Childers admits that his story as portrayed in Machine Gun Preacher is not for everyone, as the grittiness of his life before accepting Christ and the violence surrounding his overseas rescue work has earned this on-screen portrayal a solid R-rating. Still, it is a part of who he was—and is—and what he has also written about earlier in his 2009 biography, Another Man’s War: The True Story of One Man’s Battle to Save Children in the Sudan.

I talked with Childers recently, just days before Machine Gun Preacher was set to open wide in theaters. No question went unanswered as he addressed his turbulent life before Christ, the controversy that has periodically surrounded his ministry work in Africa and his hope that some churches will actually buy tickets and support a film based on his true story.
 



Machine Gun Preacher covers thirty years of your life in two hours. In your work with the film’s screenwriter, how hard was it to do that and choose what to include?

You’ve got to remember the screenwriter, what he did was he did his research with me. I didn’t tell him what to put in and what he couldn’t put in. He’s the one that researched everything, and then he pulled out what he thought would be the best for the screenplay. So I was pleased that he left the faith part in, as far as how I believe, because that’s all part of my life. But when it comes down to actually picking and choosing, I didn’t have the choice to do that. He just made sure he’d done his research. He did a good job on the research. He not only moved in with me for about a year, he literally went to Africa. [Director] Marc Forster actually went to Africa, too, so they did a very good job on the research. So they just didn’t hear it from my mouth. They heard it from friends, they heard it from children who were rescued, they heard it from soldiers. So they ended up doing all of the research that was needed for the movie.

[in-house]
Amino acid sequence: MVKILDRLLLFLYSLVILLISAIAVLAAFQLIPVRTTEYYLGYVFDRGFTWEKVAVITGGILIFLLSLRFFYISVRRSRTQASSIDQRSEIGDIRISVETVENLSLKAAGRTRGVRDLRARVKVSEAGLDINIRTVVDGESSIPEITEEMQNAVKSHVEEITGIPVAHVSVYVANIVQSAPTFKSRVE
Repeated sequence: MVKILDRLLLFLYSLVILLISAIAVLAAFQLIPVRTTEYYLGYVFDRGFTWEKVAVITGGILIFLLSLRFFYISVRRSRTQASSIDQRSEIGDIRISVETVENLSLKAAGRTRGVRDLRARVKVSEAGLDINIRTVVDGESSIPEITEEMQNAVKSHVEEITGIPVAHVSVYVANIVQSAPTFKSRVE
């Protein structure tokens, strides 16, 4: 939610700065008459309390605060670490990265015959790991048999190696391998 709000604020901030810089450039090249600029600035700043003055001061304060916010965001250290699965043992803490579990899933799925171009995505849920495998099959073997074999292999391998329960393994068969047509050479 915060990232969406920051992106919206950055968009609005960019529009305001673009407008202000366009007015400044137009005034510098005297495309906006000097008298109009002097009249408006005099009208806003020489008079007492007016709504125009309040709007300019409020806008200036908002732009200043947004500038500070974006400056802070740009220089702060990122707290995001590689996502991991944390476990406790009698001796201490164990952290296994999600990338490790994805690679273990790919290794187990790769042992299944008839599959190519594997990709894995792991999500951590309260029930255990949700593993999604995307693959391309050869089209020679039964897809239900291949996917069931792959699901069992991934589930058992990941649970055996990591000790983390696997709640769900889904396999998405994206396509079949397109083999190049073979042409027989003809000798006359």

When you see the finished product, is there anything that did not make it into the movie that you wish had?

You know, I think that’s a bad question to ask me because you know you’ve got thirty-plus years. I believe they’ve done a good job. Naturally, it’s my life so anybody in my situation is going to say, “Oh yeah, I wish they would put in this . . . there’s this I wish they would have put in.” But you know for a thirty-some-year-plus movie that they made into two hours, I’m pleased with it. Now if I started talking here, which I’m not going to tell you everything I wish they would’ve put in, I could go for hours. So yes, I’m not going to go into that. The thing that means the biggest thing is do I support it? And yes, I do.

Is there anything in the film that is “pure Hollywood”?

Yeah, I mean, there is definitely a couple of things. Like it had me saying the "n word” a few times, and I was never a person to use that. My dad, his mom died when he was five years old. My dad was raised by a black lady. We were brought up never to be prejudiced at all. If I ever said that word and my dad was alive, he’d knock my teeth out. So I never said those words. It showed me kind of having a bad day, going back to drinking and [that’s] totally not true. I mean, I might be a messed-up preacher, but I never went back to drugs and alcohol in twenty-three years. So just little things like that was Hollywood. The action scenes were amped up, and that’s Hollywood.